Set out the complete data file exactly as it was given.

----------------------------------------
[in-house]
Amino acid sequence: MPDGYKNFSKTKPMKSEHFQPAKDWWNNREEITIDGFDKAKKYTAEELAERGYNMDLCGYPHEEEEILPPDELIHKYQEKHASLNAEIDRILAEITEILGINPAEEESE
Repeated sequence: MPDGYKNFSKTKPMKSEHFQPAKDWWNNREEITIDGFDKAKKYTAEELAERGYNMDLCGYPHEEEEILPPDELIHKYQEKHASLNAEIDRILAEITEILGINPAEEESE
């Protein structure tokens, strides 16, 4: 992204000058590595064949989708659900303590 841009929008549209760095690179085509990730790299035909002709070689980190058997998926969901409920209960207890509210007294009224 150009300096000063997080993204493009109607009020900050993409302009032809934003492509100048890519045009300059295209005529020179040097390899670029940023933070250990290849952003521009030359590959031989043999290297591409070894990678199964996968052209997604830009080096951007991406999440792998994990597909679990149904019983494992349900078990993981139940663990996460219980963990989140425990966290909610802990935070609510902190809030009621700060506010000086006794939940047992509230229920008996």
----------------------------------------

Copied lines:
[in-house]
Amino acid sequence: MPDGYKNFSKTKPMKSEHFQPAKDWWNNREEITIDGFDKAKKYTAEELAERGYNMDLCGYPHEEEEILPPDELIHKYQEKHASLNAEIDRILAEITEILGINPAEEESE
Repeated sequence: MPDGYKNFSKTKPMKSEHFQPAKDWWNNREEITIDGFDKAKKYTAEELAERGYNMDLCGYPHEEEEILPPDELIHKYQEKHASLNAEIDRILAEITEILGINPAEEESE
């Protein structure tokens, strides 16, 4: 992204000058590595064949989708659900303590 841009929008549209760095690179085509990730790299035909002709070689980190058997998926969901409920209960207890509210007294009224 150009300096000063997080993204493009109607009020900050993409302009032809934003492509100048890519045009300059295209005529020179040097390899670029940023933070250990290849952003521009030359590959031989043999290297591409070894990678199964996968052209997604830009080096951007991406999440792998994990597909679990149904019983494992349900078990993981139940663990996460219980963990989140425990966290909610802990935070609510902190809030009621700060506010000086006794939940047992509230229920008996």